Meta and Mark Zuckerberg have a 6-letter problem. It’s easy to spell: Ti-k-To-k.
TikTok has become the Hot Thing in Tech and has amassed a million-plus users. It is now threatening Zuckerberg’s social media networks. He admitted as much several times in a call with Wall Street analysts earlier this week about quarterly earnings, a briefing in which he sought to explain his apps’ plateauing growth—and an actual decline in Facebook’s daily users, the first such drop in the company’s 18-year history.
Zuckerberg has insisted a major part of his TikTok defense strategy is Reels, the TikTon clone—ahem, short-form video format—introduced on Instagram and Facebook and launched in August 2020.
If Zuckerberg believed in Reels’ long-term viability, he would take a real run at TikTok by pouring money into Reels and its creators. There is a lot of money. YouTube is the biggest source of income for celebrities on social media. These creators create content that attracts engaged users. The platforms sell ads to appear with the content—more creators, more content, more users, more potential ad revenue. It’s a virtous cycle.)
Now, here’s as good a time as any for a crash course in creator economics. For this, there’s no better guide than Hank Green, whose YouTube video on the subject recently went viral. He is best known for his YouTube channel, which he runs from Montana. His most popular channel is Crash Course (13.1 million subscribers—an enviable YouTube base), to which he posts education videos for kids about subjects like Black Americans in World War II and the Israeli-Palestinian conflict.
Green, like the most savvy social media marketers, fully grasps the value of YouTube as a way to make money. YouTube shares 55% all the ad revenues earned from a video it creates with its creator. “YouTube is good at selling advertisements: It’s been around a long time, and it’s getting better every year,” Green says. Green earns approximately $2 per 1000 views on YouTube. YouTube gave almost $16 billion in total to creators last fiscal year.
Green is a man of great mentality. He has also created accounts on TikTok Instagram, Facebook and TikTok. TikTok doesn’t come close to paying as well as YouTube: On TikTok, Green earns pennies per every thousand views.
Meta already offers Reels some payouts. Over the last month, Reels has finally amassed enough of an audience for Green’s videos to accumulate 16 million views and earn around 60 cents per thousand views. Many times over TikTok’s but still not enough to get Green to divert any substantial his focus to Reels, which has never managed to replicate TikTok’s zeitgeisty place in pop culture. (Tiktok “has deeper content, something fascinating and weird,” explains Green. Reels, however, is “very surface level. None of it is deeper,” he says.) Another factor weighing on Reels: Meta’s bad reputation. “Facebook has traditionally been the company that has been kind of worst at being a good partner to creators,” he says, citing in particular Facebook’s earlier pivot to long-form video that led to the demise of several promising media startups, like Mic and Mashable.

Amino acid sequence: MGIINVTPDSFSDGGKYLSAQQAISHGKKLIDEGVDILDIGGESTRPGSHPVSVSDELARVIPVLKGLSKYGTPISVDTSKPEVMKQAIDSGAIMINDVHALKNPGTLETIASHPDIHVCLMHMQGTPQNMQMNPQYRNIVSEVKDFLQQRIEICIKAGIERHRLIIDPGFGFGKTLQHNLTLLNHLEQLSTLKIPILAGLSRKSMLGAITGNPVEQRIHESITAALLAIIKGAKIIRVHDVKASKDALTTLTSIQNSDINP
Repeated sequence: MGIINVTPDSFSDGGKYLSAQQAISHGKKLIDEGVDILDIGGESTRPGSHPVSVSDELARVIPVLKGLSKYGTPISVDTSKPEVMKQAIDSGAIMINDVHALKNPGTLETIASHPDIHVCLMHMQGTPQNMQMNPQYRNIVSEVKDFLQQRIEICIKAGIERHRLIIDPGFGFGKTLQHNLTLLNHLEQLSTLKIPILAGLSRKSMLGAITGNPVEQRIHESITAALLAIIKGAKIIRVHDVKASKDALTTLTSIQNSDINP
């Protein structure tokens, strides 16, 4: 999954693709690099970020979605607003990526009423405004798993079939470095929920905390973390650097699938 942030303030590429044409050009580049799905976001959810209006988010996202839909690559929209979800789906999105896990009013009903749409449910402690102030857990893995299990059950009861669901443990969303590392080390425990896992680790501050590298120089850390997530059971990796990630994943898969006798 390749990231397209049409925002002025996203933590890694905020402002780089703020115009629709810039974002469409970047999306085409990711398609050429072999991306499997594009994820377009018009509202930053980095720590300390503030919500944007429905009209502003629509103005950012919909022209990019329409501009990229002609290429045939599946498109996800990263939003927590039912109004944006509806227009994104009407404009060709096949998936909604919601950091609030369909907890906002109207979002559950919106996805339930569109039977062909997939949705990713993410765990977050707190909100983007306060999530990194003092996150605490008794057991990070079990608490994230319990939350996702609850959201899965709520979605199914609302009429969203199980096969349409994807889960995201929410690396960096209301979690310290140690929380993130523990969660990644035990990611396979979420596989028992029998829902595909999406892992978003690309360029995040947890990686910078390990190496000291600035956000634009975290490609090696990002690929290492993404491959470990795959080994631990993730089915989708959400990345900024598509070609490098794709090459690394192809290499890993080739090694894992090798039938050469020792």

This is where Zuckerberg could use Meta’s thick profit margin (36%, better even than Alphabet’s) and fat cash pile ($48 billion) to shell out YouTube-style cash to users posting Reels, creating an obvious enticement to prioritize Reels over TikTok. Perhaps even Reels could be more popular than YouTube’s TikTok rival, Shorts.
Now, imagine how someone like Green might get more motivated to think about Meta if Reels’ number crept up to 80 cents or a dollar per thousand views. Or, $1.50. A YouTube-worthy amount of $2. YouTube earnings can rise up to $5 and even double, for popular creators.
Meta has allocated up to $1 billion to these creator checks, which seems huge until you consider the capital Meta currently has. Think about how much YouTube has disbursed. Meta also stated that it will continue to disburse those funds through December 2022, last July. Meta has set a timeframe to allow them to (most likely?) disburse the funds. The financing will be turned off at Christmas next year.
Over many years, Zuckerberg demonstrated his willingness to spend Everest-sized amounts of money on projects that he believes in. Does You fully trust in. Most notably, there is the Metaverse. It’s the latest Zuckerberg pivot. Meta spent $10.1 million last year on this bill to help develop new augmented or virtual reality software. It also bought headsets and hired engineers. In 2022, costs are predicted to rise. Reels aside, Metaverse spending is not on a schedule. Wall Street has been assured that this splurge will go on for theforeseeable future. Overall, Meta’s view on the metaverse seems to be, We’ll spend as much as possible—for as long as it takes—for this to happen.
The same freewheeled mindset doesn’t seem to appply to Reels. But Zuckerberg knows he can’t let TikTok take over the short-form video space unopposed. Meta should hold on to the revenue from Instagram and Facebook so that it can create the metaverse. (Instagram and Facebook, for perspective, generated 98% of Meta’s $118 billion revenue last year; sales of Meta’s VR headset, the Quest 2, accounted for the remaining 2%.) And advertising dollars will increasingly move to short-form video, following users’ increased demand for this type of content over the last several years.
Reality is, Zuckerberg has already admitted he doesn’t see Reels as a long-term solution to his T-i-k-T-o-k problem. If he did, he’d spend more on it and creators like Green than what the metaverse costs him over six weeks.